right beside me. Whisky breath; pocked face.
She looks over my shoulder at my notebook
where I’ve been writing about Bjorn Borg in a poem
whose point is that I should never cease
striving in life.
A minute later: “I don’t see too good.”
A minute later: “I think I’m dying.”
So I have to really look at her.
The Portuguese women waiting for the doctor don’t seem
they murmur placidly.
My woman’s eyes are round and dark.
I say “I certainly hope not.”
She says “I’m all gone inside. Nothing but bones and ribs.
I’ve got three children.
My older son lives in Gardenia, California.
My other son I don’t know.
My daughter she’ll be eighteen she goes to Saint
Her eyes ask me to figure what this all adds up to—
as if it’s a technical puzzle and I’m the expert.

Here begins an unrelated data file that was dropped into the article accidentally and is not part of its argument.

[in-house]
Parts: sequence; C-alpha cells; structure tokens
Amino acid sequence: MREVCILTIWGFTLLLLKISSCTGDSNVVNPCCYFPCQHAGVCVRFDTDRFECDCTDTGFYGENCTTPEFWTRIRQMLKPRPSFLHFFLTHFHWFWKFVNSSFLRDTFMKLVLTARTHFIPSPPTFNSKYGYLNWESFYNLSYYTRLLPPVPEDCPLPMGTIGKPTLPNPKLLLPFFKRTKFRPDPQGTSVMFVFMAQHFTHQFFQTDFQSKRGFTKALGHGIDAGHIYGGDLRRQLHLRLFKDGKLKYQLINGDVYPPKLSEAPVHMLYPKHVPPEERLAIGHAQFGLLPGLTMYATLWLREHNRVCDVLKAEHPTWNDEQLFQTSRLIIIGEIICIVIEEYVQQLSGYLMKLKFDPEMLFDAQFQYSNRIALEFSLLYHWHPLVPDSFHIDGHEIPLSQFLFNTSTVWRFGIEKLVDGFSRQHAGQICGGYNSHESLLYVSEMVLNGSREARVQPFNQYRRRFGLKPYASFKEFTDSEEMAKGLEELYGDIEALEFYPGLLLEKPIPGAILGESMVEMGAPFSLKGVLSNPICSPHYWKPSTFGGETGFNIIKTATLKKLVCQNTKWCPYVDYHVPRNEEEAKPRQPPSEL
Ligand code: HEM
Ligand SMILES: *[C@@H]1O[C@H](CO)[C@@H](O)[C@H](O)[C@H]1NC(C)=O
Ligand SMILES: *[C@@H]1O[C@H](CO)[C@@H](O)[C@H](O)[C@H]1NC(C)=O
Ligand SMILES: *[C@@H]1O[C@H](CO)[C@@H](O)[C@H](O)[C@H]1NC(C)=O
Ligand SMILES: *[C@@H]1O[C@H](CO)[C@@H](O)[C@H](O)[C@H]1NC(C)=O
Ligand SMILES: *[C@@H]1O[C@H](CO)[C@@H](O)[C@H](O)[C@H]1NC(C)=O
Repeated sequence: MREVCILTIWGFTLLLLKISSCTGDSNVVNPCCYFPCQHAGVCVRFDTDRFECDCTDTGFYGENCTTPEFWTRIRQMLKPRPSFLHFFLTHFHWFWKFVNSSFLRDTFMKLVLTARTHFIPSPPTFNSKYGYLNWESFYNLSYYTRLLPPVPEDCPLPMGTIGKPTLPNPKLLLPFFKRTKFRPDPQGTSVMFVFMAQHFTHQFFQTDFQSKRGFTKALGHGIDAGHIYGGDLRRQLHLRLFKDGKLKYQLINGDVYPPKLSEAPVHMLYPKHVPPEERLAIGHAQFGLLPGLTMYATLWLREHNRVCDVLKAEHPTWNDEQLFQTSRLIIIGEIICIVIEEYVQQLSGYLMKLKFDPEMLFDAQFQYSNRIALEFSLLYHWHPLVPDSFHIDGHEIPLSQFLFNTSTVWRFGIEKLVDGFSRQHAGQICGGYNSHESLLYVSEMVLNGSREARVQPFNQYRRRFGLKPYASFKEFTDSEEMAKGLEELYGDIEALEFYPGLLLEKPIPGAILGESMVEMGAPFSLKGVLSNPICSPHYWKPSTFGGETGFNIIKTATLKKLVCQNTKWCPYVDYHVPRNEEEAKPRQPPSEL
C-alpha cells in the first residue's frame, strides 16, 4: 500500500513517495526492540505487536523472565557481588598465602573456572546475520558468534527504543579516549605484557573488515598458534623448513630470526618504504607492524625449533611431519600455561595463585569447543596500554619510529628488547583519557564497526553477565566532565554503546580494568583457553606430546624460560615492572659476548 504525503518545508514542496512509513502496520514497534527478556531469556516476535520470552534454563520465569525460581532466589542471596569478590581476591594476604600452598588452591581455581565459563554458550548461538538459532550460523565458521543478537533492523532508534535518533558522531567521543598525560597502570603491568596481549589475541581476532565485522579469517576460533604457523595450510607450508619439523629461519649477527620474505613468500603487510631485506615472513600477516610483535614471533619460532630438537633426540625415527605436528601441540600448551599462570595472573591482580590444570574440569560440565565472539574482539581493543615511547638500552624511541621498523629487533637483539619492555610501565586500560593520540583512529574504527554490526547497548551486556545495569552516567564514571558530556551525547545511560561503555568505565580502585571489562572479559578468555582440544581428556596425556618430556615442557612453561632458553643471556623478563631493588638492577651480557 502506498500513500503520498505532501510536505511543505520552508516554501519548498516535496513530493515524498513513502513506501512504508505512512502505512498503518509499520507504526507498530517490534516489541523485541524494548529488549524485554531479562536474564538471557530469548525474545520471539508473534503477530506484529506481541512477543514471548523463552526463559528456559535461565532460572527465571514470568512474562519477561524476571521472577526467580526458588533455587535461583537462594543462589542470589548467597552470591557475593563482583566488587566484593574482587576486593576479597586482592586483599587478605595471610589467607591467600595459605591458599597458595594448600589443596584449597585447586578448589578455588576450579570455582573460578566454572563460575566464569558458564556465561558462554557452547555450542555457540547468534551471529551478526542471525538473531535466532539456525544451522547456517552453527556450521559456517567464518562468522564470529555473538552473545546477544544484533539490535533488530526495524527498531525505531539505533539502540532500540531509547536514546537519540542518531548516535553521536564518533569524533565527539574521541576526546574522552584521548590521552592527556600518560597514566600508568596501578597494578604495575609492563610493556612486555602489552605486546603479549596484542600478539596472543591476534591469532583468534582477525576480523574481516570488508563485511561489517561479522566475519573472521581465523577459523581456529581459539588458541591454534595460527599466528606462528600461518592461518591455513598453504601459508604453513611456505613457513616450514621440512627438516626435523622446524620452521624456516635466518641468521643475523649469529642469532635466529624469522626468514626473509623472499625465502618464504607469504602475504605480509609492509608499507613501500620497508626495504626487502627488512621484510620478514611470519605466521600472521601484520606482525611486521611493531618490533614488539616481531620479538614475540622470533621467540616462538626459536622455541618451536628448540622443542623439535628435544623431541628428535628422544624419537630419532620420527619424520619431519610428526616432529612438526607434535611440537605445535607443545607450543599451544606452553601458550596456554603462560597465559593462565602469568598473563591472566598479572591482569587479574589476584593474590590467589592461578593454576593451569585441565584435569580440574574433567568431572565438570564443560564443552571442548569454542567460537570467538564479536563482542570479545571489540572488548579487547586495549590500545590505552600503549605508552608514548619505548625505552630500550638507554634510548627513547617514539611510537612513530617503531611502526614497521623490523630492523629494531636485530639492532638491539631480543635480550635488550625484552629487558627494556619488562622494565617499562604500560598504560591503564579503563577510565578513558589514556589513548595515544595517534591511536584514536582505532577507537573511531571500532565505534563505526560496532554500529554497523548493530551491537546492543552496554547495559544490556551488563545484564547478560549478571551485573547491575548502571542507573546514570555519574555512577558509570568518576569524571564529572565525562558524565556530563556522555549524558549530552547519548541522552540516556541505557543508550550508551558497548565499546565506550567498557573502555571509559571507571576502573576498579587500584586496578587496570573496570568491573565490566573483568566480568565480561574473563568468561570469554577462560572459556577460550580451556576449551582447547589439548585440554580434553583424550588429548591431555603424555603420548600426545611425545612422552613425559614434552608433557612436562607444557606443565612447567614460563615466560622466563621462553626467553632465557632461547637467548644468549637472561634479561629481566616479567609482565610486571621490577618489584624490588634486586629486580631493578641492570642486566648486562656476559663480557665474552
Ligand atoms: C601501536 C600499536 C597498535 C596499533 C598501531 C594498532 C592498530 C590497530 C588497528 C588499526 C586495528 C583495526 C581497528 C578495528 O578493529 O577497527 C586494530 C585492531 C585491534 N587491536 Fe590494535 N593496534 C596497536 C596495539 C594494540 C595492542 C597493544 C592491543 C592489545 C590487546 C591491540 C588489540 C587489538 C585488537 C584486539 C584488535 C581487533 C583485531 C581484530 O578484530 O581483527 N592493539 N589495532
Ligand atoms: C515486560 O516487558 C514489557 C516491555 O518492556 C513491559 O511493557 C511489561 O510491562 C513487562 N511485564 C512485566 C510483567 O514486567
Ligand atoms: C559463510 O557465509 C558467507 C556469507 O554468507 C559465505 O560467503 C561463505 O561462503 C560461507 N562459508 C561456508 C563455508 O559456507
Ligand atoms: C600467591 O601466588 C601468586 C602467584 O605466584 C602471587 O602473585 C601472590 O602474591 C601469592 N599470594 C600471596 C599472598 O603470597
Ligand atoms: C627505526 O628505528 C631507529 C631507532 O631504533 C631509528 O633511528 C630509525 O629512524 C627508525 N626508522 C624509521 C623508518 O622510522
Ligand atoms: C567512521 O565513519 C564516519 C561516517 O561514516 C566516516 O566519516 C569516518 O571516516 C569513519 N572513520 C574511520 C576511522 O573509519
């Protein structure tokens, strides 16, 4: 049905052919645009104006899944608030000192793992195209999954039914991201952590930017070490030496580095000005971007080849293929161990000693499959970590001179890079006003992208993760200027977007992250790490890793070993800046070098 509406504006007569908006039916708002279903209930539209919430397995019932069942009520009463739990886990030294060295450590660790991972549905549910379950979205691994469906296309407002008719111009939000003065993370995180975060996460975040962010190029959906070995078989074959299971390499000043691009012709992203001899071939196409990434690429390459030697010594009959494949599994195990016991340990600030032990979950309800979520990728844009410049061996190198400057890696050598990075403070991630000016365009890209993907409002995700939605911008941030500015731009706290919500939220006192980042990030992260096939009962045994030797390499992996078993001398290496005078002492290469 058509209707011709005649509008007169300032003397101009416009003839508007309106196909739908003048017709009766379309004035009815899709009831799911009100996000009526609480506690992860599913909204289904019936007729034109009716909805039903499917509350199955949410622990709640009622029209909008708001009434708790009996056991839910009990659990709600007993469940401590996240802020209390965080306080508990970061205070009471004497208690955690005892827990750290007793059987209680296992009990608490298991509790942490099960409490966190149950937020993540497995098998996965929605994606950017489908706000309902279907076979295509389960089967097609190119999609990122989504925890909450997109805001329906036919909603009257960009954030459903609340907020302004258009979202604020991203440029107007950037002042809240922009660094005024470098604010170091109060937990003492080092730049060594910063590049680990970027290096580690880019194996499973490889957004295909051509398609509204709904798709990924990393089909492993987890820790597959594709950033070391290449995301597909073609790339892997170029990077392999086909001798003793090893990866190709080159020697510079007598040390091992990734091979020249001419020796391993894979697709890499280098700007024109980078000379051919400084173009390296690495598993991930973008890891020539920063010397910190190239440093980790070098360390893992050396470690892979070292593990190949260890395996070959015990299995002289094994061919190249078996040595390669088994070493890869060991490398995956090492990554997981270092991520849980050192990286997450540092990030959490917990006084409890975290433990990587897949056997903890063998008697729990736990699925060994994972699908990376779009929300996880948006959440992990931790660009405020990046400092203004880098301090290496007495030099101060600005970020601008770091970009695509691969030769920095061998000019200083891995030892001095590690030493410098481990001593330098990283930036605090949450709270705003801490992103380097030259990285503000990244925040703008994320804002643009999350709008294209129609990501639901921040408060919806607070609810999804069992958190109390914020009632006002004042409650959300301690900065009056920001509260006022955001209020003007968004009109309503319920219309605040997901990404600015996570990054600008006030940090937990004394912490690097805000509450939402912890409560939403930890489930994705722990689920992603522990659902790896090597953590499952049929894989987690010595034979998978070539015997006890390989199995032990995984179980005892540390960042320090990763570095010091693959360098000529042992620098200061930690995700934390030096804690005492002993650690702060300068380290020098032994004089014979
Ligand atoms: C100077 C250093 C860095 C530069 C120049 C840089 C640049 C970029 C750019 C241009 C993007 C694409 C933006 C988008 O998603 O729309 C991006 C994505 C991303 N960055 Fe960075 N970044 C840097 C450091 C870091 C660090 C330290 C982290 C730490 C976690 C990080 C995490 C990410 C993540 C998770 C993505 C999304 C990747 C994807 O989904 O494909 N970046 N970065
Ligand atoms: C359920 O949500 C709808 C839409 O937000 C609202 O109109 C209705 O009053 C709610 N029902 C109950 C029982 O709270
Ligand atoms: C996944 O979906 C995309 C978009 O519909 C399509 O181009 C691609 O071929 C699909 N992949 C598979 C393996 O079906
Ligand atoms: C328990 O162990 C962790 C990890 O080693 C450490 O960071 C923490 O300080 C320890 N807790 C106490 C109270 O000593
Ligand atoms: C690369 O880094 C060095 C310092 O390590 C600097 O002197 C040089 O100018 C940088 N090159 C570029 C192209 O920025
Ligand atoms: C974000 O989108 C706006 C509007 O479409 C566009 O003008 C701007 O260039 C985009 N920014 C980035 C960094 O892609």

I just nod, and look down.
She leans on me. “Every night I pray to God.”
She clutches my hand and keeps it: “I’m gonna
tell you something. Love is beautiful.”
I nod. “Black is beautiful too” she says.
I nod. She says, “I’m not black, I’m only teasing brown.”
I make my eyes look into her eyes—best I can do;
if it’s teasing it’s a dark shade of teasing.
“I won’t bug you anymore.” She rises slowly
and soberly walks out. The Portuguese women shake their
as if they’ve seen my black woman do all this before.
I have a sore throat, I wish they would vanish, simply
vanish. But they don’t; and gradually I work back toward
Bjorn Borg whose clarity and dedication have seemed so
fine, so pure, so white.